AITHM James Cook University


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22 July 2019

The Cohort Doctoral Studies Program engages practising health professionals in research degrees. The industry partners for the Cohort Doctoral Studies Program are predominantly the institutions delivering health services to Northern Australia including hospitals, private practices and public health services. The program also partners with Health Services and private practices in other states and territories including New South Wales, Victoria, Northern Territory and Tasmania. Typically, Cohort Doctoral Studies candidates begin their research candidature already employed in one of these industries. The Cohort Doctoral Studies Program is therefore reverse engineered with industry partners coming to the program to engage in research degrees rather than research candidates being placed with industry. The main aim of the program is to create an environment in which health professionals working full or part time can successfully undertake a research degree. Thus, Cohort Doctoral Studies candidates often integrate research into their work rather than undertake work-integrated learning typical of higher degree by research (HDR) industry placements.

Supporting pregnant women with breast cancer

Cancer nurse educator and JCU PhD student, Sara Hurren, is exploring the healthcare experiences of a little-known group of breast cancer sufferers – those who are diagnosed with the disease during pregnancy.

This year, she enrolled in the AITHM Cohort Doctoral Studies Program to support her research into this gruelling scenario, which affects one in 1000 pregnant women in Australia – a figure that is likely to grow as more women delay pregnancy until later in life, when they are at greater risk of developing breast cancer.

“How do these women interact with a health system that is looking after two such radically different aspects of their health at such a crucial time?” observed Sara, who educates nurses involved in inpatient and outpatient cancer services, radiation and palliative care at Cairns Hospital, as well as two satellite services in Innisfail and Atherton.

“One component of the health system, maternity and gynaecology services, represents joy and hope, while the other component, oncology services, is shadowed by fear and uncertainty. How do these different services actually collaborate with the woman and her family about their needs?”

She plans to undertake a qualitative study, initially involving interviews with women in Far North Queensland who have experienced gestational breast cancer (breast cancer during pregnancy) over the past five years, but hopes to expand her research to include women statewide and even nationally.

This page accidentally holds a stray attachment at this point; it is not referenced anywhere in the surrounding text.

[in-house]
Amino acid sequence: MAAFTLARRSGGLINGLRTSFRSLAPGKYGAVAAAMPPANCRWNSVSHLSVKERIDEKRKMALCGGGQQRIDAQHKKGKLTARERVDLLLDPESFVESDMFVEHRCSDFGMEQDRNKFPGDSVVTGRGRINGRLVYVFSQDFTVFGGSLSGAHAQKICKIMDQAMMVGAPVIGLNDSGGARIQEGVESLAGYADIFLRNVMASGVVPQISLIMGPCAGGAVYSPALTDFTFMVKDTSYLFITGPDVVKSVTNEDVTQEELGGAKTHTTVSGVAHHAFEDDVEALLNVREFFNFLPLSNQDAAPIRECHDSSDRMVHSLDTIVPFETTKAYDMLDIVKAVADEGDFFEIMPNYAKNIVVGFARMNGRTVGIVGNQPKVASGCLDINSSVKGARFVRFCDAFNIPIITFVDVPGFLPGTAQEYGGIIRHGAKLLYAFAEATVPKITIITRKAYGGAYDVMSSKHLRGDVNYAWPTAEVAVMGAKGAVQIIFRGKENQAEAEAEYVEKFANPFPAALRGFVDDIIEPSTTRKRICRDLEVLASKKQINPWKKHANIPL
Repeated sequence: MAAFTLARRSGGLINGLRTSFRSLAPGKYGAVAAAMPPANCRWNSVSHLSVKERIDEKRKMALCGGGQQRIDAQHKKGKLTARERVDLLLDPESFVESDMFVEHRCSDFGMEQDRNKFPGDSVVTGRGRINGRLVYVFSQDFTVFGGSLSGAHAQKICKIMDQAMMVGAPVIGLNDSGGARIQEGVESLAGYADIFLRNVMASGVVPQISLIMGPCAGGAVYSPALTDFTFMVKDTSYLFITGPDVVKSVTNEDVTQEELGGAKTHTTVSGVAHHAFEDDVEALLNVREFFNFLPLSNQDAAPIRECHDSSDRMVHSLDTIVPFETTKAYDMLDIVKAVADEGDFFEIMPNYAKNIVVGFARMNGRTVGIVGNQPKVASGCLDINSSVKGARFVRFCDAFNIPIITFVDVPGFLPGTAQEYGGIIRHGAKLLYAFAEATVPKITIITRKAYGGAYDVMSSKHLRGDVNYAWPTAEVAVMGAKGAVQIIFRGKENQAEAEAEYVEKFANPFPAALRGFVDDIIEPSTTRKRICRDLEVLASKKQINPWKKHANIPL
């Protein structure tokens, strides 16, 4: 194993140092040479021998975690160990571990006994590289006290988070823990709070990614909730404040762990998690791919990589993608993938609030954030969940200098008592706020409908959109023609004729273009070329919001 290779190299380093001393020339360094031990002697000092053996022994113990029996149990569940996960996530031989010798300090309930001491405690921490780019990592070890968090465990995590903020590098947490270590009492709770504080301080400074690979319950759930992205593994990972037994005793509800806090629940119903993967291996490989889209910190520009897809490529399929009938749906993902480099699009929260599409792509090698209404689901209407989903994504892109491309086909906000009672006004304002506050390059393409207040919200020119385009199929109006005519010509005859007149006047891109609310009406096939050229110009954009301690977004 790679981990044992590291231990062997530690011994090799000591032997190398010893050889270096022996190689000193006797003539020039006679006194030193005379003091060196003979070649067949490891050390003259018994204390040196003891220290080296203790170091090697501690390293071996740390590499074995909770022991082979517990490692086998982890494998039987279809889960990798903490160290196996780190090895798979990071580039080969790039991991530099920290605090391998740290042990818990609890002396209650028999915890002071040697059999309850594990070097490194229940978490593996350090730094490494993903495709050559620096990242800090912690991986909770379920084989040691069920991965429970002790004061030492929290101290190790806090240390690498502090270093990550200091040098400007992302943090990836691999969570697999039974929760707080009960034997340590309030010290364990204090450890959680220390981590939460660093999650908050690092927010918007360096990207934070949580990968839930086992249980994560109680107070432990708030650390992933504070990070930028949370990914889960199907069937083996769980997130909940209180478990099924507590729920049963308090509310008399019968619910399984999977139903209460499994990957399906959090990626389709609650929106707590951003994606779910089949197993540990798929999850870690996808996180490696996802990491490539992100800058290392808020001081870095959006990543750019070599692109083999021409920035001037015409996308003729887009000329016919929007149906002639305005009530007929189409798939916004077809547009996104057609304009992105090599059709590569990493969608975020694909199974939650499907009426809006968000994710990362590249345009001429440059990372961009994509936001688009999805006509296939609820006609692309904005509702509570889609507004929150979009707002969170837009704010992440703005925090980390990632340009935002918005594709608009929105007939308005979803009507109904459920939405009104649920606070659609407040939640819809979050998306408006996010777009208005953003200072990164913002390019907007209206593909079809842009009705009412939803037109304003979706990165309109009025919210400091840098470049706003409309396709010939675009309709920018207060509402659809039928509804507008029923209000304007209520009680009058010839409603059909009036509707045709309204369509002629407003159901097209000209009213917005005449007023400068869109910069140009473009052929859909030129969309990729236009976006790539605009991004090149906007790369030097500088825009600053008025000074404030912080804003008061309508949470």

Breast cancer is a subject close to Sara’s heart. Raised on the Gold Coast, she obtained a Bachelor of Health Science (Nursing) degree from the Footscray Institute of Technology, Melbourne, in 1986, then opted to specialise in cancer nursing, in light of her grandmother’s experience of breast cancer.

“When you are young, you feel out of your depth, trying to understand health issues such as cancer. I was looking to learn more about how it could be treated; what the options are,” she said.

She spent 22 years working as a nurse in Victoria and New South Wales, where she obtained a Master of Health Science degree from Southern Cross University in 2006, while based in Lismore, prior to moving to Cairns 10 years ago to be closer to family.

In 2017, Sara ventured back into study to undertake a one-year Graduate Certificate in Research and Methodology at JCU, which included a qualitative study on the impacts of lymphoedema, a potential side effect following removal of lymph nodes under the arm during breast cancer surgery and radiation to prevent the spread of the disease.

Her research uncovered widespread misinformation about how to avoid the debilitating, sometimes painful, condition, which causes a build-up of fluids in the arm or breast. During her study, she met two women who had suffered gestational breast cancer, undergone treatment, and subsequently spent four years carrying their children on one side of their body, in the mistaken belief it would help them avoid lymphedema.

“Their experiences impacted me quite profoundly, because after all my years in nursing, I had not thought about this particular group of women,” she said.

When Sara heard about the level of support that the AITHM Cohort Doctoral Studies Program offers PhD students, it provided additional impetus to embark on her PhD study this year, as a member of Cohort 16.

She relished attending the Program’s induction block week on the JCU Townsville campus in February.

“It was really beneficial. Just having a solid week to do our professional development and learn all about different styles of research, as well as academic writing, literature reviews and ethics,” she said. “The Program even assists with grant and scholarship applications.”

Meeting other members of the 14-strong cohort was another highlight of the week; fostering the beginnings of a strong collegial spirit.

“I’m already making such beautiful connections with the other PhD students,” Sara said. “We are encouraging each other. It’s not competitive at all. It’s also fascinating to mix with students from different disciplines and see what they are researching. We are from different backgrounds, but we’re all in it together. It’s very uplifting.”

She hopes her own research findings will enhance the delivery of healthcare services to pregnant women battling breast cancer. “For me, that’s the end game,” she said.


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